Atkinson, Sanheim among Flyers planning to use neck protection

Travis Sanheim

VOORHEES, N.J. – It took a tragic death to finally bring awareness to the need for safety netting around National Hockey League rinks.

The same might be said for the current trend of NHL players wearing neck protection after the recent death of former NHL player Adam Johnson due to a skate laceration in that highly vulnerable area.

Other bad things have happened to spur change. Countless players suffered ice damage prior to the decision to make eyeshields mandatory.

Prior to Friday’s practice at the Flyers Training Center, forwards Cam Atkinson, Travis Sanheim and Travis Konecny decided to give a Kevlar-reinforced neck device a try.

Atkinson and Konecny said they hope to employ it in Saturday’s home game against the defending Stanley Cup champion Vegas Golden Knights. Sanheim will be using it in game action once he gets an OK from an equipment manufacturer.

Most players already wear cut-proof tape in vulnerable areas like wrists and legs, so the transition to neck protection shouldn’t meet with a lot of resistance.

One close-up look at Atkinson’s face and you can see why he has no trepidation about the equipment change.

He’s sporting a large semi-circular scar around his right eye. And this was after eyeshields were mandatory.

“Yeah I got 75 stitches in Anaheim my third year pro,” he said in the dressing room after practice. “Just going down, on the penalty kill and Ryan Kesler’s skate came back and got me. The shield actually protected me. I closed my eyes so fast, it (skate blade) went halfway through my eyelid. Didn’t even touch my eye.

“The doctor lifted the eyelid. I said I didn’t care what it looked like. But that was the scariest part.”

Atkinson says once the neck protection (in his case, made by a company called Warroad) is in place and action starts, he doesn’t feel it at all. Weight is not a factor. He’s already ordered three devices.

“I’m trying to set a good example,” he said. “You see a lot more guys doing it, TK (Konecny), Sanheim. . .more guys want to do it. It’s a little thing. The game is so fast that anyway you can protect yourself. I have kids now. And hopefully more guys do it.”

The incident in Anaheim wasn’t the only one.

“Unfortunately I’ve gotten cut all over, to the face, to the back – 70 stitches,” Atkinson said. “All from skates. The game is so fast, any way you can add protection, that’s what it’s all about.”

Atkinson said he wore a neck guard in high school and college hockey but then got away from it.

Should neck protection be made mandatory?

“Honestly I heard what (Washington’s T.J.) Oshie said as far as we’re all grown men,” Atkninson said. “Everyone’s in a different situation. For me, I’m doing what’s best for me and my family. If it helps other guys feel more comfortable, wearing a neck guard, that’s what it’s all about.”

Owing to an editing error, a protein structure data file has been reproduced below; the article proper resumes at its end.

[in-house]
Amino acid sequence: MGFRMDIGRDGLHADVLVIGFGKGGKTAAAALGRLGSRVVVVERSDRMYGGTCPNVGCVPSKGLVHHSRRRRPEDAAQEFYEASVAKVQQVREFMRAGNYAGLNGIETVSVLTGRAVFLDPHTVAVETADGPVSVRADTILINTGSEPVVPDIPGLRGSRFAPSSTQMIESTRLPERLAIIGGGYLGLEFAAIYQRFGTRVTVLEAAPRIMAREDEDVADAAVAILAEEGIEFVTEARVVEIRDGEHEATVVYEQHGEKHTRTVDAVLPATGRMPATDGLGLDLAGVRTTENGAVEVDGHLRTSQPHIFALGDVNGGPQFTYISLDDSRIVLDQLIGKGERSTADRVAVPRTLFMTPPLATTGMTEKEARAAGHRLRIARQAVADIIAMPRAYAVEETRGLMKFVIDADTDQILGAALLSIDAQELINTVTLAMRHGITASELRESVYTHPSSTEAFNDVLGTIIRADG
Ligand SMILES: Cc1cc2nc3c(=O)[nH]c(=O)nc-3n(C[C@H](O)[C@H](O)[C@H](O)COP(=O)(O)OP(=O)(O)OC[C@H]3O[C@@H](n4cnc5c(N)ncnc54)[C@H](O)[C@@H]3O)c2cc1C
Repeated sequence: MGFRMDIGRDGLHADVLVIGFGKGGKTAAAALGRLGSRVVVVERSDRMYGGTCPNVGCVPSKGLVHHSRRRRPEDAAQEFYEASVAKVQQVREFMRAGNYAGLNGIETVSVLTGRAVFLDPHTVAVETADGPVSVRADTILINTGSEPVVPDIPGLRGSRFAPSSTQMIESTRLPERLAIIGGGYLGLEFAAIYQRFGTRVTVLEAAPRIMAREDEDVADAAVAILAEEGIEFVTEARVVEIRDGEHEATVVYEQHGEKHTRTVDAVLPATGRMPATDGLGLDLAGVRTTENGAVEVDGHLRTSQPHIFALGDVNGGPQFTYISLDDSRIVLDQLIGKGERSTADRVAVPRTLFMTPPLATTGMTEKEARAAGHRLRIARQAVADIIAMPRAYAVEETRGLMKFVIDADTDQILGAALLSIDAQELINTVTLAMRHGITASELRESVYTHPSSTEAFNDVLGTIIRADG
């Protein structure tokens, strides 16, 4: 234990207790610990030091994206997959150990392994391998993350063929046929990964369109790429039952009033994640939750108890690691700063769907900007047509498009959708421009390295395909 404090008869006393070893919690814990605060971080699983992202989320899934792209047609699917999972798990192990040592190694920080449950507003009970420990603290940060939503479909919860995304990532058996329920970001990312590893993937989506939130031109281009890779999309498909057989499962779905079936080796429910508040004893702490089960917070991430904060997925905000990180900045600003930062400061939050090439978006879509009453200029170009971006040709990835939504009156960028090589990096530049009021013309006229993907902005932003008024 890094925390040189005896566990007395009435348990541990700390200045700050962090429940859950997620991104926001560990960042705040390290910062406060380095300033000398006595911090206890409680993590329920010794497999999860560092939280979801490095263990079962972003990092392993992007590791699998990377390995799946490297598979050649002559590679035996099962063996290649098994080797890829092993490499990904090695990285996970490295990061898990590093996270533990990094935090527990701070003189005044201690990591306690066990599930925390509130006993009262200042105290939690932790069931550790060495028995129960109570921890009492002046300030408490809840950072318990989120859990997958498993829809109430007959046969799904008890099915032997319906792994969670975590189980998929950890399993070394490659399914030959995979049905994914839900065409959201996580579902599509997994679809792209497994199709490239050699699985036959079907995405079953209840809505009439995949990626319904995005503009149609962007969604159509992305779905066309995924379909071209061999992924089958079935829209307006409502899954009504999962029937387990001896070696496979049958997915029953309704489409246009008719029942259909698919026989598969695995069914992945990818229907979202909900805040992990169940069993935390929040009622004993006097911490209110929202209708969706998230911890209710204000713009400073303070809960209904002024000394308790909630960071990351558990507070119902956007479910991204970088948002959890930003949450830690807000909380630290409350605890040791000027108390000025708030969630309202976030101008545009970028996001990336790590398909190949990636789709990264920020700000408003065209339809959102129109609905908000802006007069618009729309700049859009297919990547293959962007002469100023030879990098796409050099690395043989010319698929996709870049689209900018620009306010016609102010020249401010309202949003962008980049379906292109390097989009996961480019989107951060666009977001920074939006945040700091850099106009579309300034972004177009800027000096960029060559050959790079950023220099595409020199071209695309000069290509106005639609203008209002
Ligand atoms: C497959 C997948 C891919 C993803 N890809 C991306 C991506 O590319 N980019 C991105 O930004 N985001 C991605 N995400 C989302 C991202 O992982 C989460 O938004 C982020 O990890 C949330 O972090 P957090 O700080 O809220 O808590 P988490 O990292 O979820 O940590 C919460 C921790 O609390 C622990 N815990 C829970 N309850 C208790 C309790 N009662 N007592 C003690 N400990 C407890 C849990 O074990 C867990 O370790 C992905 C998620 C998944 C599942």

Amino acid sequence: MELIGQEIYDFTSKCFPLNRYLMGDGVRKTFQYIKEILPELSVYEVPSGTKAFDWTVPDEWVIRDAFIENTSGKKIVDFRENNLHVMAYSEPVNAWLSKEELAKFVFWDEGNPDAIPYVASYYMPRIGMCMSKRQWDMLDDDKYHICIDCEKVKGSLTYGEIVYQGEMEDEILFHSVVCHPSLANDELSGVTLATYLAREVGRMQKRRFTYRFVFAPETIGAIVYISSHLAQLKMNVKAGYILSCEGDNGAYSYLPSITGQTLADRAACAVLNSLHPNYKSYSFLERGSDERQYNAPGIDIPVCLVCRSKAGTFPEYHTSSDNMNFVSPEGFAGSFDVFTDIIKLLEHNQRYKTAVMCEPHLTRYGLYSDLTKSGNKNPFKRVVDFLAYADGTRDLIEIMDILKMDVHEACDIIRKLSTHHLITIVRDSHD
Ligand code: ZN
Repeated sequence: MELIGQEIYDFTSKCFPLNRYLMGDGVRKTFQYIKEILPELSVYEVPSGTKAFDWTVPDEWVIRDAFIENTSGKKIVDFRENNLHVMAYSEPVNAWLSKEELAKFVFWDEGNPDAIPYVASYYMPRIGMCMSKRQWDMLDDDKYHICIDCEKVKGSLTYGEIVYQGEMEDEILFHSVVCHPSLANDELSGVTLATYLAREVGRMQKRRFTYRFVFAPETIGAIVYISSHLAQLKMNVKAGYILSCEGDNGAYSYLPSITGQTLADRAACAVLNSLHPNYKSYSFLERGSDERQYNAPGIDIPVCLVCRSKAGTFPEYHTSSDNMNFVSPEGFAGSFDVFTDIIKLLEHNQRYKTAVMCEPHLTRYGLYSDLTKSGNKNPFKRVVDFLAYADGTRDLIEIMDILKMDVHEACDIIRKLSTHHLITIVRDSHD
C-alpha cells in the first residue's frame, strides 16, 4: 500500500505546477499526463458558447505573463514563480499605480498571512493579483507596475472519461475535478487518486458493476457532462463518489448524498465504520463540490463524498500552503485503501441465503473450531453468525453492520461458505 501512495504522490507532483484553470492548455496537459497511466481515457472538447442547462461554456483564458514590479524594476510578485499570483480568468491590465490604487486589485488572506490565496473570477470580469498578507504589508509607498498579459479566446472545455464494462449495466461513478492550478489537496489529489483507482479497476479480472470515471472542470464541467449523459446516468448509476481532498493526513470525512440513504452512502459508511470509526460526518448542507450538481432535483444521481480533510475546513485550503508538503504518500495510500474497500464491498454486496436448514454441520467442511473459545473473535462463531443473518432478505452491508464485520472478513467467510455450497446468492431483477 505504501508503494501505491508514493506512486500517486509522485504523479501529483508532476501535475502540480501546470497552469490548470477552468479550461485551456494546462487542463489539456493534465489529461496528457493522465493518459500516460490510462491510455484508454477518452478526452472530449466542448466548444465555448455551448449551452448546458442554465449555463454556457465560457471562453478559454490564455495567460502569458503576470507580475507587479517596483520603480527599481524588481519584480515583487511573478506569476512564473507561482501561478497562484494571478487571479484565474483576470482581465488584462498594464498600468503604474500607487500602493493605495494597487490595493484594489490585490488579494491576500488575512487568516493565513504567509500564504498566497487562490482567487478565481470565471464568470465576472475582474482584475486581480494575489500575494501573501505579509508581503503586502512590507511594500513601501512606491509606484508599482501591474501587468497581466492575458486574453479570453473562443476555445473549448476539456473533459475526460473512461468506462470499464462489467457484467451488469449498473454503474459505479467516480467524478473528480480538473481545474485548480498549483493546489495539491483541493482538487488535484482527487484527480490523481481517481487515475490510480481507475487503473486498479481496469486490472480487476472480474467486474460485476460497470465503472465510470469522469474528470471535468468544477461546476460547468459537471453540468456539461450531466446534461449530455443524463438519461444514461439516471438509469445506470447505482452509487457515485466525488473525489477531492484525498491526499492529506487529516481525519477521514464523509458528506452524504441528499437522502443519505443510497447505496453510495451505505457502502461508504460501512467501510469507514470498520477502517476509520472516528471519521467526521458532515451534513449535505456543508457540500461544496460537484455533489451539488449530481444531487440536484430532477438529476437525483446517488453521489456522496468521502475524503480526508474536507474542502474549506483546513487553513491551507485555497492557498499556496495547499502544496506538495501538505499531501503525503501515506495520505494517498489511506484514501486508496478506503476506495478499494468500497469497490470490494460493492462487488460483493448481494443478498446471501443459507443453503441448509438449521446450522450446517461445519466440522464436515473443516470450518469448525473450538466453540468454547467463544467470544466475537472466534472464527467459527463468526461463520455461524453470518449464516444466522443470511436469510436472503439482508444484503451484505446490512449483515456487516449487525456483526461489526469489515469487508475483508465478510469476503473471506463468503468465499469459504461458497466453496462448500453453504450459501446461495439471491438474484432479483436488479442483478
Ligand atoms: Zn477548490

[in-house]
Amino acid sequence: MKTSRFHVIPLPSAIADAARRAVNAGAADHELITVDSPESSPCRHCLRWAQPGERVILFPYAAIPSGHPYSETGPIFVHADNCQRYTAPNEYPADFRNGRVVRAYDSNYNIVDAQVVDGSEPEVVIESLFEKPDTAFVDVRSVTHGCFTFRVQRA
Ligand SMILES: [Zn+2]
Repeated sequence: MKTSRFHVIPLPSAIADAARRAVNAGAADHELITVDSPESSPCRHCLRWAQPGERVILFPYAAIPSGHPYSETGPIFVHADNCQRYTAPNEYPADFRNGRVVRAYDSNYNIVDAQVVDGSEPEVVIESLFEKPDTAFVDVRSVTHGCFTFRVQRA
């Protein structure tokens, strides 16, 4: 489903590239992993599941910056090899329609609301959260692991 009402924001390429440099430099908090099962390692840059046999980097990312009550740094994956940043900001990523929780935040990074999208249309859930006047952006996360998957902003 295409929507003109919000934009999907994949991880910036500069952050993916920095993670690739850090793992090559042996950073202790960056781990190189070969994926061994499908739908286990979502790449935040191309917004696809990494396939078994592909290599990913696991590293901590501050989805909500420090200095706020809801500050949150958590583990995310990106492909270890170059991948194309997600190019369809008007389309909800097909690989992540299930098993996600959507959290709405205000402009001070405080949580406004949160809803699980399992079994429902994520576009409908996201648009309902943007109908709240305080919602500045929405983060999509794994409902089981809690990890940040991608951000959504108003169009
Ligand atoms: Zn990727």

Coach John Tortorella said he didn’t even notice which players were wearing neck guards.

He indicated he had no opinion either way on the subject.

“It’s their decision,” he said.

Why aren’t more players wearing protection already? Is there a stigma attached to the decision?

“That’s a good question,” Atkinson said. “Maybe it’s a feel thing. Maybe guys might think it’s uncomfortable or it’s not cool. But at the same time you see more and more freak accidents. If this is going to save lives, I’m for it.”

Sanheim and Konecny expressed similar sentiments.

“I sent the company (Daredevil) I was using (for other equipment) a letter asking if there was anything with protection around the neck,” Sanheim said. “So they sent me a sample and I’m just trying it out right now.”

Like Atkinson, Sanheim said it didn’t take long to get used to the added equipment.

All three players believe neck protection will catch on around the NHL once the word gets out it’s not that big a deal.

Sanheim has his own “war story” to tell.

“In junior I got a nick just under my neck,” he said. “It got me above the shoulderpads. Scary incident but that was my only one.”

Sanheim said almost all the players on the Flyers have expressed interest but right now it’s just a matter of getting the product in a timely fashion.

Having three veterans setting an example helps.

“If you can get some of the older guys on board, it probably kind of makes it easier to push it forward with some of the other guys,” Sanheim said. “Hopefully it’s going to be a team thing so every guy wears it. I think that’s where it needs to go. It (the Johnson incident) was a freak accident but it can happen to anyone.

Konecny often puts himself in high-danger areas so the decision to go to the neckware was pretty much a foregone conclusion.

“I thought about it,” Konecny said. “But I never acted on it. Unfortunately, something like that happens and it scares you. I have a wife and kids at home. To me, it’s like why would I not put it on? I didn’t notice it at all (in practice).”


>Short shots


Bobby Brink, scratched the past two games, will not play in the Vegas game according to Tortorella. The coach doesn’t want to break up a winning lineup (the Flyers have won three straight), although it looks like defenseman Marc Staal will be back in action after missing a month with a lower-body injury. . .Columbus visits the Flyers on Sunday.


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About Wayne Fish 2418 Articles
Wayne Fish has been covering the Flyers since 1976, a stint which includes 18 Stanley Cup Finals, four Winter Olympics and numerous other international events.